Agencies must learn to evolve apprentice model

Our business is changing more rapidly today than it ever has.

Our business is changing more rapidly today than it ever has. Think about that statement for a minute.

It's a sentiment expressed so routinely these days that we almost don't notice its significance.

Yet the fact is that, as professional communicators, our world is in a constant state of evolution. The old playbooks are out the window. New tools and techniques emerge daily. Today, PR is about dialogue and engagement rather than awareness and impressions.

As you might imagine, this all has massive implications for learning and development (L&D).

In the past – like most apprentice disciplines – PR took a traditional top-down approach to L&D. Beginners learned from masters. There was a lot of classroom teaching against a management-prescribed curriculum. This was Learning and Development 1.0.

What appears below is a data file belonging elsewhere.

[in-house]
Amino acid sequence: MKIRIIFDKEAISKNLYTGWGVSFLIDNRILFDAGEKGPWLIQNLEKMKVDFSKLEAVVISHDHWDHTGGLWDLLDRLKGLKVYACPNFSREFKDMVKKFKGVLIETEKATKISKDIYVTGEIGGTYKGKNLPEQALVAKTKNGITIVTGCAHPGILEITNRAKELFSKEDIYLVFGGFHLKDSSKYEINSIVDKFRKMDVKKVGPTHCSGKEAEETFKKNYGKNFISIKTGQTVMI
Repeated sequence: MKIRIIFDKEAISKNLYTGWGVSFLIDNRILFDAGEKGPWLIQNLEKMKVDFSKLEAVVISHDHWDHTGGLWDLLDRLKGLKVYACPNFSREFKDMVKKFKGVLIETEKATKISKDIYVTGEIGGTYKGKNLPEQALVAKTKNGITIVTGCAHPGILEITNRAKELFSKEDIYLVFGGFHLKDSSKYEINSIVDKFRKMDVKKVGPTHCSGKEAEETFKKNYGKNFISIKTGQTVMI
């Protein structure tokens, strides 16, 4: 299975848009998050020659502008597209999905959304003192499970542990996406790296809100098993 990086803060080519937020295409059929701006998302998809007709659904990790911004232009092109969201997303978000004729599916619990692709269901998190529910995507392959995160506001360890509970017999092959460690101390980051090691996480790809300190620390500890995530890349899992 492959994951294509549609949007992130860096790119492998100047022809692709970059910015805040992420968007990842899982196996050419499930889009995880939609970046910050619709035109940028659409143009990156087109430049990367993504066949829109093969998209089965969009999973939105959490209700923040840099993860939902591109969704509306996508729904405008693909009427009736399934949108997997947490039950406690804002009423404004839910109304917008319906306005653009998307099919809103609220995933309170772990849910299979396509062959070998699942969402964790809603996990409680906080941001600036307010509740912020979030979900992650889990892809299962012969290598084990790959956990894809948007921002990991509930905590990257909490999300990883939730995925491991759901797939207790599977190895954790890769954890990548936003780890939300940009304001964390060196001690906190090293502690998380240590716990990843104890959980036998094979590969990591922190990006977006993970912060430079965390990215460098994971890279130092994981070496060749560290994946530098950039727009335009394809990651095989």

Fast forward to today. If we continued that approach, our curriculum would be taught in the rearview mirror. We would be teaching yesterday's agenda, not what's happening today or tomorrow. And, especially for those of us on the agency side, isn't “What's next” what clients pay us for?

Today, the key to unleashing knowledge and innovation is collaborative, peer-to-peer, community-based learning.  You can call it Learning and Development 2.0, or the “dual-apprentice model.”

In this model, social media tools are used to supercharge L&D. Those who have knowledge teach, while those who seek knowledge learn, without regard to job title or who has more years in the business. The approach turns the traditional agency apprentice model, where knowledge flows only from senior to junior, on its head. And it can create a real competitive advantage.

Given the extreme pace of change, the future belongs to organizations that can adapt most rapidly and reinvent themselves. In PR today, winning isn't about doing the old things better; it's about innovating better things. The advent of peer-to-peer learning will help us achieve this.

Gary Stockman is CEO of Porter Novelli.

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